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LOS ANGELES, CA - MARCH 22: Tia Mowry-Hardrict attends The Broad Museum celebration for the opening of Soul Of A Nation: Art in the Age of Black Power 1963-1983 Art Exhibition at The Broad on March 22, 2019 in Los Angeles, California.

Actress Tia Mowry recently took to social media to discuss the privilege that her white father has opposed to her black mother.

“This is a photo of my beautiful mother. Growing up biracial, mom is black and dad is white, it was very clear to me seeing the privilege that my dad had as opposed to my mother,” the biracial actress wrote on Instagram after sharing a photograph of herself with her twin sister, Tamera Mowry-Housley, and their mother.

“Some examples, during our Sister Sister days when traveling for work we would often fly first class,” Mowry said. “There were several times my mother was asked if she was in the right seat.”

“Another incident that stood out for me was when we were buying our first home as a family,” the actress continued. “My mother walked in the house model with us asking for a brochure. A person had said the houses were sold out.”

“My dad walked in and it was a different story. My goal is to see change,” Mowry said. “This year has been a tough year. Several tears have been shed. However, a friend told me these tears will not be wasted.”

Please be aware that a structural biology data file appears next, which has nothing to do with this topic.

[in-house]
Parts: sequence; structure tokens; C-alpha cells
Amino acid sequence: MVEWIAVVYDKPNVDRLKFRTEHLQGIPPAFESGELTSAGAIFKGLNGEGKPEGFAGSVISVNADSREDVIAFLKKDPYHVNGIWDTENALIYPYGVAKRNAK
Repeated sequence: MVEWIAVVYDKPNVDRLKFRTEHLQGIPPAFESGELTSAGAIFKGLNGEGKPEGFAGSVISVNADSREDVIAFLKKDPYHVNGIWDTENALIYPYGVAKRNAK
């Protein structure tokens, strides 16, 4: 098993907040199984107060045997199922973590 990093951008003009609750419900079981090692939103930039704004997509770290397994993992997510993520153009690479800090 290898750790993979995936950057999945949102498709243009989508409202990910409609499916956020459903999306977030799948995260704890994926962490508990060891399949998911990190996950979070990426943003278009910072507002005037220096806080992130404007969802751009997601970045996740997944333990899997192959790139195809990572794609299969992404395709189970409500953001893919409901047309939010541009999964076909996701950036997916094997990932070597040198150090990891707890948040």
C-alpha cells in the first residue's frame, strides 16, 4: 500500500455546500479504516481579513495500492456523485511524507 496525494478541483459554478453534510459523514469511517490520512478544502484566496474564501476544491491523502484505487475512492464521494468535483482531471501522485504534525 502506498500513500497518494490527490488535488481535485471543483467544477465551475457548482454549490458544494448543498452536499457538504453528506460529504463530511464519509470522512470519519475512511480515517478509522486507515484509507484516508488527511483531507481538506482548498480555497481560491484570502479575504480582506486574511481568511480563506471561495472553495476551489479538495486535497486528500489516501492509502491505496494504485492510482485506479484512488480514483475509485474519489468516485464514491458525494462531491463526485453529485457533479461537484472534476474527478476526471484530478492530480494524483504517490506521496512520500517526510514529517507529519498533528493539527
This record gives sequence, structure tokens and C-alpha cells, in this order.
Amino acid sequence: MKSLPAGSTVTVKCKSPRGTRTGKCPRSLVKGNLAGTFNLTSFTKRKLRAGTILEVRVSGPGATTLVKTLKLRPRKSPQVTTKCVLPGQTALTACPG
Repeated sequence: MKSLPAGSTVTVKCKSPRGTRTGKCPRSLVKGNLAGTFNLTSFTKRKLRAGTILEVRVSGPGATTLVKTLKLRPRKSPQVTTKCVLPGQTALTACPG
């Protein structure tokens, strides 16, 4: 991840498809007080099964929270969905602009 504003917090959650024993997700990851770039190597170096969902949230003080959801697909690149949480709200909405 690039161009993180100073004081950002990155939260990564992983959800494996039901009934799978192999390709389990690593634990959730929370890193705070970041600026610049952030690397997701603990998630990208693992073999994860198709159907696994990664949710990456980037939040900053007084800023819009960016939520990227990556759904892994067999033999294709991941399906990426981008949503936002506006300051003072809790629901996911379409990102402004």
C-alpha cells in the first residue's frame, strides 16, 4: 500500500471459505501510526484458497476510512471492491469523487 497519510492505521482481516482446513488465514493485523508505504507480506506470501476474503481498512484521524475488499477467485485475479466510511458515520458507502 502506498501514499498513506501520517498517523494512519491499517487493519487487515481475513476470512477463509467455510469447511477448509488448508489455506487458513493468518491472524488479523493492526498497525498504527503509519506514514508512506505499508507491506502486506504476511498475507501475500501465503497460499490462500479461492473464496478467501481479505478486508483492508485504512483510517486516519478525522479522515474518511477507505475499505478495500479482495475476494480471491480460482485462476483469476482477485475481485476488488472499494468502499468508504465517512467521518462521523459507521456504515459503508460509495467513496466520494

“The love and support around the world has kept me going. A change is gonna come,” she concluded.

In light of the current unrest in the country, Mowry had also previously posted that she would be “introducing my children to some amazing movies and television shows with an all-black cast.” Mowry shares a son and daughter with her husband, actor Cory Hardrict.

“Here is The Wiz starring Diana Ross, Michael Jackson, Ted Ross, and Nipsey Russell. The Wiz is a 1978 American musical adventure fantasy film produced by Universal Pictures and Motown Productions and released by Universal Pictures on October 24, 1978,” Mowry wrote.

“A reimagining of L. Frank Baum’s classic 1900 children’s novel The Wonderful Wizard of Oz featuring an all-black cast, the film was loosely adapted from the 1974 Broadway musical of the same name,” Mowry continued.

“It follows the adventures of Dorothy, a shy, twenty-four-year-old Harlem schoolteacher who finds herself magically transported to the urban fantasy Land of Oz, which resembles a dream version of New York City. Befriended by a Scarecrow, a Tin Man and a Cowardly Lion, she travels through the city to seek an audience with the mysterious Wiz, who they say is the only one powerful enough to send her home.”

Glennisha Morgan is a Detroit-bred multimedia journalist and writer. She writes about intersectionality, hip-hop, pop culture, queer issues, race, feminism, and her truth. Follow her on Twitter @GlennishaMorgan.